Dear America, Here Is An In-Depth Foreign Interference Tool Using Data Visualization

My dataviz journey from medicine to defending democracy

Matthias Stahl
Oct 30, 2020 · 8 min read
Full overview of the visualization: Red balloons reflecting foreign interference attributions.
Balloons for democracy: Revealing foreign interference attacks and their sources of attribution in order to sensitize people on the politicization of such allegations and claims.

Am I on the right track? Is my work in the medical field enough? Could I do more?

Foreign Interference

How I Built The Balloon Viz

Black dots with a short vertical line arranged on a horizontal timeline.
Black dots with a short vertical line arranged on a horizontal timeline.
My first attempt to plot foreign interference cases by their attribution date from left to right. In order to get a sense of how clustered the data points are, I attached alternating vertical lines to each event.
Black dots packed as beeswarm on a horizontal timeline. The circle have various fill opacities.
Black dots packed as beeswarm on a horizontal timeline. The circle have various fill opacities.
Declustering circles with D3’s force simulation and collision prevention. The shades of blue already represent the case’s attribution score. A measure for the confidence in the reporting of each respective case.

Social Media Impact

Same as before, but now adding large semi-trasparent red circles around the black dots.
Same as before, but now adding large semi-trasparent red circles around the black dots.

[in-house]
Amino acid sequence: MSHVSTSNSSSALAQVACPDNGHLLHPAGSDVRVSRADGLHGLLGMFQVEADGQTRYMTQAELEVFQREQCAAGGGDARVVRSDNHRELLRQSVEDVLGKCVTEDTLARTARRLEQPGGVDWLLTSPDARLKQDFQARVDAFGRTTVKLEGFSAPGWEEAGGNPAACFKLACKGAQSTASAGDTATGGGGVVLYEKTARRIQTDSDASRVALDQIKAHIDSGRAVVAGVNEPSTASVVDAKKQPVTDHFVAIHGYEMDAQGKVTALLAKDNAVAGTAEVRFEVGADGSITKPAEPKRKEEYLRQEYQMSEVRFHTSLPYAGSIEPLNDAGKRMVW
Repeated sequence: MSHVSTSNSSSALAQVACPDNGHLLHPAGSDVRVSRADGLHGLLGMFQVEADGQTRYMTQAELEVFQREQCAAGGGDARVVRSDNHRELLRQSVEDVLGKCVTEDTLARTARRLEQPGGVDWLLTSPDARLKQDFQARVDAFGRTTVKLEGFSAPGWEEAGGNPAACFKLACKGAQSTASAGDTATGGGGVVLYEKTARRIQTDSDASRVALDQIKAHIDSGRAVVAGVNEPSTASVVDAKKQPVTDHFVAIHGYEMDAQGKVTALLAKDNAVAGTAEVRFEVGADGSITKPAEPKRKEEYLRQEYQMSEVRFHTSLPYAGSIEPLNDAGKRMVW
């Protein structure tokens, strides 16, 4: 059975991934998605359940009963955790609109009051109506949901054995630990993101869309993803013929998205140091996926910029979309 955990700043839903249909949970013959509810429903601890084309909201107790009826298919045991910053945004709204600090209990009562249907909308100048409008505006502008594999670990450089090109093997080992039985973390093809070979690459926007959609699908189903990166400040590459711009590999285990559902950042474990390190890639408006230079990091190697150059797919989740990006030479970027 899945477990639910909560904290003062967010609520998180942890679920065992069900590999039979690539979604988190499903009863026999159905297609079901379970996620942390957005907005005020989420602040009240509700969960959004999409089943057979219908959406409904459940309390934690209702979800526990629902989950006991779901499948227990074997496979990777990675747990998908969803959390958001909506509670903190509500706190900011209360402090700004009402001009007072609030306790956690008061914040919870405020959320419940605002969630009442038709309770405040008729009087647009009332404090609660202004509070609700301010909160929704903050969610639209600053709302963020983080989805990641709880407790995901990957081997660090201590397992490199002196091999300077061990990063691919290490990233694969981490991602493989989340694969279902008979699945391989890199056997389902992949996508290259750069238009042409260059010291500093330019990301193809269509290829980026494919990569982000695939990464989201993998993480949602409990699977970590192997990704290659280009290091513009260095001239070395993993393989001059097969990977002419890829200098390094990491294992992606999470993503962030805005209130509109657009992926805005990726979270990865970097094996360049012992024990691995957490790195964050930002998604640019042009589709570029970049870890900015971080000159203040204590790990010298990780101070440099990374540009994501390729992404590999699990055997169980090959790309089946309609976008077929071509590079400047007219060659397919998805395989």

Adding social media coverage encoded as transparent red circles around each case. It reminded me of a map of impacts — an analogy which isn’t too bad. However, readability was strikingly limited.
Black dots with semi-transparent red circles on top of curved vertical lines standing on the horizontal timeline.
Black dots with semi-transparent red circles on top of curved vertical lines standing on the horizontal timeline.
Separating the social media impact from the timeline led to an interesting arrangement of the events into a vernal flower field. While this was visually appealing, I felt uncomfortable with the analogy. Foreign interference attacks as a blooming field?
Sketch notes of different “circle” shapes: Flames, arcs, petals.
Sketch notes of different “circle” shapes: Flames, arcs, petals.
Exploring alternative shapes for the social media impact encoding. A blank piece of paper and a pencil are the best tools for free and quick design brainstorming.

Design Edits

Red shaded flames on top of the curved blue lines.
The match cabinet. Turning flowers to flames lit the visualization on fire. Enjoy this screenshot as you will not see these flames in the running visualization.

A Wider Range Of Data

Red balloons with different saturation. Balloon heights and radii reflect logarithmic social media impact.
Red balloons with different saturation. Balloon heights and radii reflect logarithmic social media impact.
Two logarithmic scales: Social media impact encoded as balloon height and radius. Both in logarithmic scale. Low performing cases are well distinguishable, but extremely high cases cannot be spotted.
Red balloons with different saturation. Balloon heights reflect logarithmic and radii square-root social media impact.
Red balloons with different saturation. Balloon heights reflect logarithmic and radii square-root social media impact.
A change of the radius scaling to a square-root function. The social media champs can now easily be identified by their enormous balloon radius.
Balloons with blue lines are on top of a world map linking balloons to countries.
Putting a map just below the timeline opened up the possibility to link the balloons to a country of origin.

What I Learned

Further Reading

Acknowledgement

Nightingale

The Journal of the Data Visualization Society